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Muslim Council of Britain elects its first female leader

26th Feb 2021
Muslim Council of Britain elects its first female leader

Hassan Joudi, Senior Engineer, has been re-elected as MCB’s Deputy Secretary-General. (Photo credit: Abdulmukith Ahmed/MCB)

Elham Asaad Buaras

The Muslim Council of Britain (MCB) has elected its first female, Scottish as well as its first youngest leader on January 31. Zara Mohammed, 29, a training and development consultant from Glasgow, was elected Secretary-General by the affiliates of MCB.

Mohammed, a Master’s graduate in Human Rights Law and former Assistant Secretary-General for MCB, succeeds Harun Khan, who has completed a maximum of four years as the head of the umbrella body. Khan said, “I wish the very best of success to Zara Mohammed – may she continue to lead this organisation to greater heights for the betterment of our communities across the country.”

Sadiq Khan, Mayor of London, said her election was “terrific” news. Tory Peer Sayeeda Warsi said it was “a huge moment.” Mohammed won the majority of affiliate votes (107 votes to 60) beating Ajmal Masroor, an Imam, teacher and broadcaster.

“May God bless Zara to deliver on this trust, May God bless MCB so that it can be a truly representative body of the diverse Muslim community in the UK and may God bless those who have taken part in the election,” said Masroor.

In an interview with The Muslim News Mohammed said continuing “providing tailored guidance and support for Muslim communities” during the pandemic was among her most pressing issues.

“We now know that BAME communities, of which a significant proportion of Muslim communities are a part, have been disproportionately impacted by Covid-19. So, it remains a priority for us to continue working to both address immediate public health-related concerns, including improving access to, and uptake of, Covid-19 vaccination and addressing the structural inequalities that have been exacerbated by the pandemic.”

She will also deal with the increasing Islamophobia in society. “It will also be important for us to raise awareness of the pervasive nature of Islamophobia, a greater understanding of what it constitutes, and lead on ways in which communities can work together to tackle it – our Centre for Media Monitoring and dedicated Public Affairs department will prove instrumental in this regard. Of course, there are many projects that the MCB runs.”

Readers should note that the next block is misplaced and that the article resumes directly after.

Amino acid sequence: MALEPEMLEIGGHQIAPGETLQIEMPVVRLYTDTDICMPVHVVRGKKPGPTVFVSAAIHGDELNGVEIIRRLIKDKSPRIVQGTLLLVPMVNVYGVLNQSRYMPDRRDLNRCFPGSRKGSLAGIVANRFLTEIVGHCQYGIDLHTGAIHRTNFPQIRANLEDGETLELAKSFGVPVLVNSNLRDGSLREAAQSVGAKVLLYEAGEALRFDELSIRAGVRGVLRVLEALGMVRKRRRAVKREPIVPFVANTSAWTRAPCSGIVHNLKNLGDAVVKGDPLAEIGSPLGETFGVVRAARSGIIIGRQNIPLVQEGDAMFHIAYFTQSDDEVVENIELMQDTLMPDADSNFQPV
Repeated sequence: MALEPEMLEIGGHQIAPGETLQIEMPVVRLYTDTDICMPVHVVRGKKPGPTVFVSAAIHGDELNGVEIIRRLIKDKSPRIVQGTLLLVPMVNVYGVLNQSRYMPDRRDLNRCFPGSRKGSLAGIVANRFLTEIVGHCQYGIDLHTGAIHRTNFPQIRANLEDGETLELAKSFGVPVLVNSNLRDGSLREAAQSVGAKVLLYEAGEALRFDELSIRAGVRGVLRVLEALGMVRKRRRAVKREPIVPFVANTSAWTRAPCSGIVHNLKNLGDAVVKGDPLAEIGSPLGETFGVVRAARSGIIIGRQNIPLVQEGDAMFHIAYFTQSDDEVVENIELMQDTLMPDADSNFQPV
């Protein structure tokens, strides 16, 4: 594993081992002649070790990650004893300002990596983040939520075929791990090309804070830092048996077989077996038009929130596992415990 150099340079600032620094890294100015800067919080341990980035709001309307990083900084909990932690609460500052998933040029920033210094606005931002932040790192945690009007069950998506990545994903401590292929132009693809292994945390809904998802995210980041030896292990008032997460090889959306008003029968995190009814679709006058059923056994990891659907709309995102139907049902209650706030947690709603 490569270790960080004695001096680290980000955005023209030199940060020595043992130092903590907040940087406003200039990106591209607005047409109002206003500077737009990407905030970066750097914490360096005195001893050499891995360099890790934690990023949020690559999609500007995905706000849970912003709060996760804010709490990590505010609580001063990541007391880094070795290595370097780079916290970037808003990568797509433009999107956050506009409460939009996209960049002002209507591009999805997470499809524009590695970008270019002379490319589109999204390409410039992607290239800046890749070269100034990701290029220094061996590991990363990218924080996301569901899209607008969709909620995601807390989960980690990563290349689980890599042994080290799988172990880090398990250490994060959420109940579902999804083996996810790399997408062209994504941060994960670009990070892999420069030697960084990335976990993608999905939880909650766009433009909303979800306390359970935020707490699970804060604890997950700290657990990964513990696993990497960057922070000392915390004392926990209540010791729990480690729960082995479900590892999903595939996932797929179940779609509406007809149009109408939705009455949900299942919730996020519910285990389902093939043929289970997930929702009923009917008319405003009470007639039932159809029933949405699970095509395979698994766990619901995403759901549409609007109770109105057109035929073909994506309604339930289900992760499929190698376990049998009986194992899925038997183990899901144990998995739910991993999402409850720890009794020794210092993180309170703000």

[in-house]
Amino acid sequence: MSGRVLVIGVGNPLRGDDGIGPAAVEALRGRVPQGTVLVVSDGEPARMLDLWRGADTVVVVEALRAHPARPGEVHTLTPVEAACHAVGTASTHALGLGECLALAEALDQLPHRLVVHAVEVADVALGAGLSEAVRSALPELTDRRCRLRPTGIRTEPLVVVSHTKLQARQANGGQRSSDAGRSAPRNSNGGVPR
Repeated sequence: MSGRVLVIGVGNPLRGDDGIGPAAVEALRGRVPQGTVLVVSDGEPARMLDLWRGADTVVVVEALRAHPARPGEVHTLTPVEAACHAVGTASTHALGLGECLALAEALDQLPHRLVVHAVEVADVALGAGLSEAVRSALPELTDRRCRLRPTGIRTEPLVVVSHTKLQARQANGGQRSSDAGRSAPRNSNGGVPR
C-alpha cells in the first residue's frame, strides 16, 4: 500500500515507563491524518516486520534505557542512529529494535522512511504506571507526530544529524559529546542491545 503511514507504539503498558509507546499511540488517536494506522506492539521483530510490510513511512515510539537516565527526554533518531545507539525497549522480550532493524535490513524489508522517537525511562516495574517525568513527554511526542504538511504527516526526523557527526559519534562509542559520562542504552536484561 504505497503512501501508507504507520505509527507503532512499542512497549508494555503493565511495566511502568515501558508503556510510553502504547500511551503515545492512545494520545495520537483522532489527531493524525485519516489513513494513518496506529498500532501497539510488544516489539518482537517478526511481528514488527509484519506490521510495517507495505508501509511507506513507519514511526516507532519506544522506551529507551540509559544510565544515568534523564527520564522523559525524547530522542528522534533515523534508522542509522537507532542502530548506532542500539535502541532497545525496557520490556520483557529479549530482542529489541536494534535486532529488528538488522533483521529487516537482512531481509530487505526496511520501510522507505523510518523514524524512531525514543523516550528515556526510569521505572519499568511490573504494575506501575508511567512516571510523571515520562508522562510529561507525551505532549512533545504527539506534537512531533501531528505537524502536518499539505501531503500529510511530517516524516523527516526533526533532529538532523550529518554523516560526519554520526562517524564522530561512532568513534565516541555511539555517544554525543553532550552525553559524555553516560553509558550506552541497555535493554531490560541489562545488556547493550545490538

On the importance of becoming the first female leader of the UK’s largest democratic Muslim NGO, Mohammed, who hold a masters and human rights law, said she hopes her election will inspire confidence in other young women.

“My appointment shows that Muslim women can lead and that our communities and our affiliates are rooted in are supportive of a culture of diversity, one that empowers young people. Not only am I the first woman, but also the youngest ever elected; I believe this is a great step towards challenging prevailing stereotypes and misconceptions. Going forth, I feel there is a responsibility for me to ensure I give more young people, women and diverse groups the opportunity to lead and shape a future that belongs to them,” she said.

Asked what she has learned during her tenure as Assistant General Secretary and how she hopes to improve the running of MCB. Mohammed said, “I have previously been part of a yearlong governance review process in which we have been examining our structures and processes. This work will be of great benefit, helping us become a more sustainable organisation and able to serve our affiliates better.

Furthermore, I have been part of our national Covid-19 response work, which has yielded a national platform for our affiliates and non-affiliates to work together in support of the national efforts in this vein. Our Covid-19 response work has showcased the MCB’s ability to inspire collective leadership, whilst highlighting the best our communities have to offer. I hope to take this learning forward, working in partnership with our affiliates to continue to deliver such vital interventions.”

On MCB’s stagnant membership issue, Mohammed said the rate of MCB affiliation “has increased by double within the last twelve months. During the pandemic, we have seen a great interest in the MCB, with organisations seeking membership because they have seen the benefit of the work we have been doing. New affiliates include disabled representative groups, youth groups, revert groups, professional bodies and organisation that represent different ethnic minority communities with Muslim communities. There is more work to be done, nonetheless, I hope to continue on this path of steady growth, insha’Allah.”

Hassan Joudi, Senior Engineer, has been re-elected as MCB’s Deputy Secretary-General.

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